What if we didn’t need to be so resilient? Bee Quammie takes a new approach to addressing resilience by outlining the ongoing need to do the work for each other so that there are fewer obstacles to face that require such perseverance.
While it’s meaningful to celebrate the resilience of individuals, we must also push for change in the systems and norms that have made resilience a necessity for many.
For those who face oppression in our society, the burden is not who we are – the burden is living under that oppression. Too often we internalize ideas of deficiency, because of who we are and what we’ve been through, leading to mental health issues and a stunting of societal change.
With this critical lens on resilience, we can direct this energy outwards and be empowered by our ability to take action to change things for ourselves and the world at large.
Key takeaways from this presentation include:
Acknowledge the necessity and importance of building resilience
Recognize how resilience links with oppression
Develop a critical lens on resilience for personal and society gain
As a Black Canadian woman with parents who immigrated from Jamaica in the 80s, ‘diversity’ isn’t just a hot keyword for Bee. From speaking at events centering on Black women and natural hair acceptance, to highlighting little-known facts about Canada’s history, to providing authentic context to the impact that Caribbean people have made in Canada and in pop culture, Bee has her finger on the pulse of the diversity discussion. With change being seen everywhere from media to corporate industries, now is the time to have real conversations so that we can move forward and be better than ever.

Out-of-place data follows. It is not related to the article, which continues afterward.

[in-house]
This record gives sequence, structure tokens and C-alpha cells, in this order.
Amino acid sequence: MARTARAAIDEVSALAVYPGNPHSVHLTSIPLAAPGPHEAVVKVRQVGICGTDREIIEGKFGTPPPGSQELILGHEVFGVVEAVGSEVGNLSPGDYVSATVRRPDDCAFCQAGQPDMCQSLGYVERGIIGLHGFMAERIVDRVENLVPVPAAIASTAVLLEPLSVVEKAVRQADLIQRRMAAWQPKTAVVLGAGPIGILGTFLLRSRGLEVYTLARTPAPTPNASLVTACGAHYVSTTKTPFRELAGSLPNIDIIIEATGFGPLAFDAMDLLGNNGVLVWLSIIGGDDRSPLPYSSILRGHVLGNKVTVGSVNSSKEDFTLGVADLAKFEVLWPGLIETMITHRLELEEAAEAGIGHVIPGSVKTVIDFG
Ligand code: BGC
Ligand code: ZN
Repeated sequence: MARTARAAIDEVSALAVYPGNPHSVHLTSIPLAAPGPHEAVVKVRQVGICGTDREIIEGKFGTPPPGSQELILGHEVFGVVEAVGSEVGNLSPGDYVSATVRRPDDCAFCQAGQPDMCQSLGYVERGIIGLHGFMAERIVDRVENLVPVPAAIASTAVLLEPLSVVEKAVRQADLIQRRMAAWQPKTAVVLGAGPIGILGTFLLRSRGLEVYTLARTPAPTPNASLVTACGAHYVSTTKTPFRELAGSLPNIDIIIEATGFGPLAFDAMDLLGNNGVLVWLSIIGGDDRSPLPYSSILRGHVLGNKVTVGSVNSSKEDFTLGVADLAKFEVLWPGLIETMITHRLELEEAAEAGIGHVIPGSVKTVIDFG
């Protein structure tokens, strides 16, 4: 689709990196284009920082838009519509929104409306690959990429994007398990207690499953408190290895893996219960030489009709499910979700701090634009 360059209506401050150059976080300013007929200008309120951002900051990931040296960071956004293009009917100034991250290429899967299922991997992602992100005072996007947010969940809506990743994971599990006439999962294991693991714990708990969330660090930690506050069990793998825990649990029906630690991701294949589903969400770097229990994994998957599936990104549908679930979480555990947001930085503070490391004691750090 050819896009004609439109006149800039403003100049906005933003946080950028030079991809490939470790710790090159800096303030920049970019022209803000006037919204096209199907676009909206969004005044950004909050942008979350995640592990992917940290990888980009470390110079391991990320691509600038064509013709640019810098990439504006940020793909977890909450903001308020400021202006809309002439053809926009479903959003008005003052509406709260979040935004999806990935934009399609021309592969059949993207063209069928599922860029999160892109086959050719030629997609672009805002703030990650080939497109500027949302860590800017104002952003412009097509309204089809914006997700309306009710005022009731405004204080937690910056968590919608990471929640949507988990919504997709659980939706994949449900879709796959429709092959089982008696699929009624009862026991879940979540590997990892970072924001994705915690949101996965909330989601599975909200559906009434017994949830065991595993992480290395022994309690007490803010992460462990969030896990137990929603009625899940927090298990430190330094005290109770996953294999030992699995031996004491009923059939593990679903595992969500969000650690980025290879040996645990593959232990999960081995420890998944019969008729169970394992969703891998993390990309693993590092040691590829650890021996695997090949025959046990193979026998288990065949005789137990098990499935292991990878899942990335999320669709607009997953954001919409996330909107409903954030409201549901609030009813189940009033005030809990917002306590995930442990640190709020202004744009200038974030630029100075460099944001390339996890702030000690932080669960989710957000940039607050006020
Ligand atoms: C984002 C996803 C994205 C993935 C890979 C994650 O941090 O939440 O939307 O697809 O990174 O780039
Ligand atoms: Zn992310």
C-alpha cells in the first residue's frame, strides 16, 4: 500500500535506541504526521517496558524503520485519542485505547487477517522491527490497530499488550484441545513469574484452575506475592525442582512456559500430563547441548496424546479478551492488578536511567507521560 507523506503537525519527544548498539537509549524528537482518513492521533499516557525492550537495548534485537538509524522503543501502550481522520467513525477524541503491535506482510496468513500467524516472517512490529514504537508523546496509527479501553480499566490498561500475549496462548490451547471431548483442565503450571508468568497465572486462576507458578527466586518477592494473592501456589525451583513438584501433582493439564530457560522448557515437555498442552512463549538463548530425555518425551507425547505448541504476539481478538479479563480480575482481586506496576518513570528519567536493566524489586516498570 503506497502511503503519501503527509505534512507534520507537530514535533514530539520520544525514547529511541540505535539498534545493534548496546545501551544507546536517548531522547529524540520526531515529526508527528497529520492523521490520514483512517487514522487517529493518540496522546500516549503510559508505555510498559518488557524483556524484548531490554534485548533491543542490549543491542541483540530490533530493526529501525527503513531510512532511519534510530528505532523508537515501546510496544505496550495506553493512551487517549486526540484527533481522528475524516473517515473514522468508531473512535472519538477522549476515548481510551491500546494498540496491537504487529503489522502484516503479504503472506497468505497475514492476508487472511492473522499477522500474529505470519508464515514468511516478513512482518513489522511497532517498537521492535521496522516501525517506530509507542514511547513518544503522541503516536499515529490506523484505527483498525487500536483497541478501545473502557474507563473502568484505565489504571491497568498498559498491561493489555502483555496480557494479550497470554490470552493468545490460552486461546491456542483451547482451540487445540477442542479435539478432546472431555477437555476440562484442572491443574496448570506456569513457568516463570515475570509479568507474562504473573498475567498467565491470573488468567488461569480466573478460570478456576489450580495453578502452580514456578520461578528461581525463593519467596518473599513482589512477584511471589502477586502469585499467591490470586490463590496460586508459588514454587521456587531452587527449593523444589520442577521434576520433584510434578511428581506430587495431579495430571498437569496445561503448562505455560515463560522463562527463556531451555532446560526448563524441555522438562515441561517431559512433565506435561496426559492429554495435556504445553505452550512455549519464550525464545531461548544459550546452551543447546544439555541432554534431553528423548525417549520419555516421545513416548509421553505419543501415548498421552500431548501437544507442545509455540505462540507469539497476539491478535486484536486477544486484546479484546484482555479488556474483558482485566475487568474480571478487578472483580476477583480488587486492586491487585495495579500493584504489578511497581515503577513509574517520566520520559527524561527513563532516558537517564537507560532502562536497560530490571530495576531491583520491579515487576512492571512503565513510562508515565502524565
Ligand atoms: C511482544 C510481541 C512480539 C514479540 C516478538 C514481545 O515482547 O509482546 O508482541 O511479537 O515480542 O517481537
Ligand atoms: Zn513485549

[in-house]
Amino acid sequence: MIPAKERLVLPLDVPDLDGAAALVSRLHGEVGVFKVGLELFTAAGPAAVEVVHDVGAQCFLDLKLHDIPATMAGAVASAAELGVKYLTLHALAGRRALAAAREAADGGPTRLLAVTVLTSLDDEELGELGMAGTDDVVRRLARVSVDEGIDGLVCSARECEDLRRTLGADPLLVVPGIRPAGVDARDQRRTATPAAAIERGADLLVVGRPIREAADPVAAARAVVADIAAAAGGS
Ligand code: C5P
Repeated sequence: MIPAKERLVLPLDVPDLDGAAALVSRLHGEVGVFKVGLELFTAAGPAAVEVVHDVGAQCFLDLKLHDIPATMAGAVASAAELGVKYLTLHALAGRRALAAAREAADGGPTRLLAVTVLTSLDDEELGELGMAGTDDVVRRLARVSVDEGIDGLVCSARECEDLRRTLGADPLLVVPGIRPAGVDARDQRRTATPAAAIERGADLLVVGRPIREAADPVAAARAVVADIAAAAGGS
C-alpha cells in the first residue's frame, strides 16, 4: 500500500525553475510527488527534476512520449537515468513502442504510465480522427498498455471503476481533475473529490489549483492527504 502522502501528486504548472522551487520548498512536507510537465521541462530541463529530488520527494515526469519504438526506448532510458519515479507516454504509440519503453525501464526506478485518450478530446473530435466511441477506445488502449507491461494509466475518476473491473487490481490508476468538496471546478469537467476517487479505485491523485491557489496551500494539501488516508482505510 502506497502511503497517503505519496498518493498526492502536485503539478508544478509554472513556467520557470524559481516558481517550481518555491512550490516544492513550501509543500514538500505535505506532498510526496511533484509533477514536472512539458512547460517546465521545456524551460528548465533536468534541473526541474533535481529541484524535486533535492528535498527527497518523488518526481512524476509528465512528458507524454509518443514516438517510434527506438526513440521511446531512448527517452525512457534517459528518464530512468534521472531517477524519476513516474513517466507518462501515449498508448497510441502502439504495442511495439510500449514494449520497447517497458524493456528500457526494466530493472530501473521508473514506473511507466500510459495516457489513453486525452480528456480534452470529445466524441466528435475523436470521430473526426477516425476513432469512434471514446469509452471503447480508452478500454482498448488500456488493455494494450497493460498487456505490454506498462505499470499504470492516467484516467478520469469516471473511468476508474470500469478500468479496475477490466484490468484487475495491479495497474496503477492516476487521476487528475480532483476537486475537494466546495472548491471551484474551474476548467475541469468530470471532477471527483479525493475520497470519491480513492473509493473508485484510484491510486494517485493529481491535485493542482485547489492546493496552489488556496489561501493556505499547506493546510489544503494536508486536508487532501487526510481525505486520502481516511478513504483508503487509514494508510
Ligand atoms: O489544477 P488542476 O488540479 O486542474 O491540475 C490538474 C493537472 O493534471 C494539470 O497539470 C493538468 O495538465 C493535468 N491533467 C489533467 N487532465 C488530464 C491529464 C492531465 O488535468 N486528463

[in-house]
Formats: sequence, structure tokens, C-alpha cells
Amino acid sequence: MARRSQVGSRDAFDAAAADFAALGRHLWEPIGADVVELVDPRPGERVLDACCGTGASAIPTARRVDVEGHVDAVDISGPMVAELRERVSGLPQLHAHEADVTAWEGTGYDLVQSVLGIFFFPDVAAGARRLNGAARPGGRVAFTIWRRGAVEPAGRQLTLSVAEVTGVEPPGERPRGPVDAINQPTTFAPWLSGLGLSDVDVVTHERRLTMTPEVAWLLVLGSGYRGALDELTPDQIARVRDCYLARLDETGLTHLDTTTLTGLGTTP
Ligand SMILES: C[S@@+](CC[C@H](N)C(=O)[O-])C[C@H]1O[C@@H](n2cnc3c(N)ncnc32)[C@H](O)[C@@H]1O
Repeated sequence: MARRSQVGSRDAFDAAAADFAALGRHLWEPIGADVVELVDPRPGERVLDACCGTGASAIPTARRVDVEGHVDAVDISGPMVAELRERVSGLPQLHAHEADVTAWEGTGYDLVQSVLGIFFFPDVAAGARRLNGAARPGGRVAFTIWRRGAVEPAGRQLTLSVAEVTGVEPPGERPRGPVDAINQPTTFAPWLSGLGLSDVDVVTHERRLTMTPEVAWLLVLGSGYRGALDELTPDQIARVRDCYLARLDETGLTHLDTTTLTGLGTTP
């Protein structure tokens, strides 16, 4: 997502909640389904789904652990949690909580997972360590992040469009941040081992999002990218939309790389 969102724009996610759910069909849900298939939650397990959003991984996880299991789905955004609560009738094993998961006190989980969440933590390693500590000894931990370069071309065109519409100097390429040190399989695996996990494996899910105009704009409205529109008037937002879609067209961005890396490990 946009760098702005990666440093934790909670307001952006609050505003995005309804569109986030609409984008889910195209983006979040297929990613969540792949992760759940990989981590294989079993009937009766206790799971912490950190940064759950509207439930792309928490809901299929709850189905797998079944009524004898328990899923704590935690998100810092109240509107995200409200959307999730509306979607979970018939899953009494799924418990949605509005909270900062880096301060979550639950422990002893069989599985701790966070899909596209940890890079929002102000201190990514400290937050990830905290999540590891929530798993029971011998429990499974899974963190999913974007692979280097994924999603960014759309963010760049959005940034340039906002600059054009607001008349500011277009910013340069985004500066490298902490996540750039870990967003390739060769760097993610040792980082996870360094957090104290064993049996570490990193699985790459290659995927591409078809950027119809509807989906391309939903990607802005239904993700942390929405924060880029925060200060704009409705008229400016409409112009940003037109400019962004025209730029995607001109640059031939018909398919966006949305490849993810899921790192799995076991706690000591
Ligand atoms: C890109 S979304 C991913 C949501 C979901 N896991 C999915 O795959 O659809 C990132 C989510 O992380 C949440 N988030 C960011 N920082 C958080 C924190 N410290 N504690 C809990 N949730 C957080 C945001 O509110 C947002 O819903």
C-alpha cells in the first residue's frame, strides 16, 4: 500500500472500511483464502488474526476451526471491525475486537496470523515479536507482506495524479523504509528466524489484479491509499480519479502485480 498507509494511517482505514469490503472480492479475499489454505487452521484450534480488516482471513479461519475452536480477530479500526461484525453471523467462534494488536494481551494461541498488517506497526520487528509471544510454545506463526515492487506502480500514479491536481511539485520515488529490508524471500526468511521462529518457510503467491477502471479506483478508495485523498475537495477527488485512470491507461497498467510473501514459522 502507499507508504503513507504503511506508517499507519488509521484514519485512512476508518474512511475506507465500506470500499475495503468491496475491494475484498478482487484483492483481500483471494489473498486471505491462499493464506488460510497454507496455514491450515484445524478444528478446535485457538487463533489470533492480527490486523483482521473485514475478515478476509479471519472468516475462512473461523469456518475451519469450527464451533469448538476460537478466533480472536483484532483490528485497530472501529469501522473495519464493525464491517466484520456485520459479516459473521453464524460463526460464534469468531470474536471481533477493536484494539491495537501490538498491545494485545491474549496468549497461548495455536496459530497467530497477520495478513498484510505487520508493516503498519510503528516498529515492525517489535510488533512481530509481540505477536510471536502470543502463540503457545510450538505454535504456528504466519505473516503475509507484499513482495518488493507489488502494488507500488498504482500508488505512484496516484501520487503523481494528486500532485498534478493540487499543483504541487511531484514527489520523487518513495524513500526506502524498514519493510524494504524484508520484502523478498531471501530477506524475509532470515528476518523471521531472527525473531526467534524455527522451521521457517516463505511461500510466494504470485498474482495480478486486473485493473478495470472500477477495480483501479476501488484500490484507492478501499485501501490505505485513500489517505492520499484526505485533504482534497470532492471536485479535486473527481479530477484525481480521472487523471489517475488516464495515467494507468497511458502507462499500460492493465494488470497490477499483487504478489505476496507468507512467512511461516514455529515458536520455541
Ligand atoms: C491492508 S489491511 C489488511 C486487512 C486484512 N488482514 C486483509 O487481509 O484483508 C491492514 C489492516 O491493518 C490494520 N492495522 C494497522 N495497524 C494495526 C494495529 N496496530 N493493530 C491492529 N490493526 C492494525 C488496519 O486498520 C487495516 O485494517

How do we navigate and stay aware of mental health and wellness while eliminating stigma? For Bee, this topic is personal. As someone who has been transparent about her experiences with depression, anxiety, and postpartum depression, Bee has combatted stigma with openness, encouraging others to do the same.
The word “feminism” can elicit a range of emotions in response. For Bee, one of the best ways to learn and speak about feminism and intersectionality is through pop culture. What does Beyonce add to the feminism discussion? How can we use film to critique and analyze ableism, racism, and sexism? Where are we seeing positive change, and where is there room for improvement? Through a variety of presentation styles, Bee helps to bring these discussions into the light.